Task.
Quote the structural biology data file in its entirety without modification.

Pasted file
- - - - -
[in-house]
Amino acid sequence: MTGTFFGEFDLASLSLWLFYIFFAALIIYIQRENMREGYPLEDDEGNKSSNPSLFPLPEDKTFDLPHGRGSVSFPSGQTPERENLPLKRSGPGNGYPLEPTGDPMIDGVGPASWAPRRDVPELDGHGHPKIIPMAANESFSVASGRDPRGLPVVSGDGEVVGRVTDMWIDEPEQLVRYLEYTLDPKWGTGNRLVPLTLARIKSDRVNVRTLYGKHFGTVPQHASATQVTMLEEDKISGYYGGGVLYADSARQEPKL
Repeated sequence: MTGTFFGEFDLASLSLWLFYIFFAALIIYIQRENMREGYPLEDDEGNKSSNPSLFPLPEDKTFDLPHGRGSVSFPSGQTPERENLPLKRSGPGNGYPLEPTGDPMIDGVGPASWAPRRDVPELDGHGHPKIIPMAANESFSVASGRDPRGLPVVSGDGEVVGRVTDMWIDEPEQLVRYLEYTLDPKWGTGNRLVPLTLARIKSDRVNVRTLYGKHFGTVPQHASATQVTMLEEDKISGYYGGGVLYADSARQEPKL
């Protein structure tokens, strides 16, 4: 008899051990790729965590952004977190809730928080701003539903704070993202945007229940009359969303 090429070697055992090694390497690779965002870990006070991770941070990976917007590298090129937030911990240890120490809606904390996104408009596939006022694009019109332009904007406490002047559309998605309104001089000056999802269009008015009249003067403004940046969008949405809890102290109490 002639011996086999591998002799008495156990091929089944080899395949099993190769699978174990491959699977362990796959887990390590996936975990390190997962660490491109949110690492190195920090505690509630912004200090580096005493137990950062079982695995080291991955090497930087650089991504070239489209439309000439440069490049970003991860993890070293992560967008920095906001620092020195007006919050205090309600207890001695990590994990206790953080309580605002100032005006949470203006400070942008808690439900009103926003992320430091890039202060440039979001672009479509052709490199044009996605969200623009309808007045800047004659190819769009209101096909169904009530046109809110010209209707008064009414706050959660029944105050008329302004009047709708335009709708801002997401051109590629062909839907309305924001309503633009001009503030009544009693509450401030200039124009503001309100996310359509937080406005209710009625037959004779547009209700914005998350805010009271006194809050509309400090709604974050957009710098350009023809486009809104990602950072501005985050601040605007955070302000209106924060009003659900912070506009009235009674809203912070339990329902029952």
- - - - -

[in-house]
Amino acid sequence: MTGTFFGEFDLASLSLWLFYIFFAALIIYIQRENMREGYPLEDDEGNKSSNPSLFPLPEDKTFDLPHGRGSVSFPSGQTPERENLPLKRSGPGNGYPLEPTGDPMIDGVGPASWAPRRDVPELDGHGHPKIIPMAANESFSVASGRDPRGLPVVSGDGEVVGRVTDMWIDEPEQLVRYLEYTLDPKWGTGNRLVPLTLARIKSDRVNVRTLYGKHFGTVPQHASATQVTMLEEDKISGYYGGGVLYADSARQEPKL
Repeated sequence: MTGTFFGEFDLASLSLWLFYIFFAALIIYIQRENMREGYPLEDDEGNKSSNPSLFPLPEDKTFDLPHGRGSVSFPSGQTPERENLPLKRSGPGNGYPLEPTGDPMIDGVGPASWAPRRDVPELDGHGHPKIIPMAANESFSVASGRDPRGLPVVSGDGEVVGRVTDMWIDEPEQLVRYLEYTLDPKWGTGNRLVPLTLARIKSDRVNVRTLYGKHFGTVPQHASATQVTMLEEDKISGYYGGGVLYADSARQEPKL
């Protein structure tokens, strides 16, 4: 008899051990790729965590952004977190809730928080701003539903704070993202945007229940009359969303 090429070697055992090694390497690779965002870990006070991770941070990976917007590298090129937030911990240890120490809606904390996104408009596939006022694009019109332009904007406490002047559309998605309104001089000056999802269009008015009249003067403004940046969008949405809890102290109490 002639011996086999591998002799008495156990091929089944080899395949099993190769699978174990491959699977362990796959887990390590996936975990390190997962660490491109949110690492190195920090505690509630912004200090580096005493137990950062079982695995080291991955090497930087650089991504070239489209439309000439440069490049970003991860993890070293992560967008920095906001620092020195007006919050205090309600207890001695990590994990206790953080309580605002100032005006949470203006400070942008808690439900009103926003992320430091890039202060440039979001672009479509052709490199044009996605969200623009309808007045800047004659190819769009209101096909169904009530046109809110010209209707008064009414706050959660029944105050008329302004009047709708335009709708801002997401051109590629062909839907309305924001309503633009001009503030009544009693509450401030200039124009503001309100996310359509937080406005209710009625037959004779547009209700914005998350805010009271006194809050509309400090709604974050957009710098350009023809486009809104990602950072501005985050601040605007955070302000209106924060009003659900912070506009009235009674809203912070339990329902029952």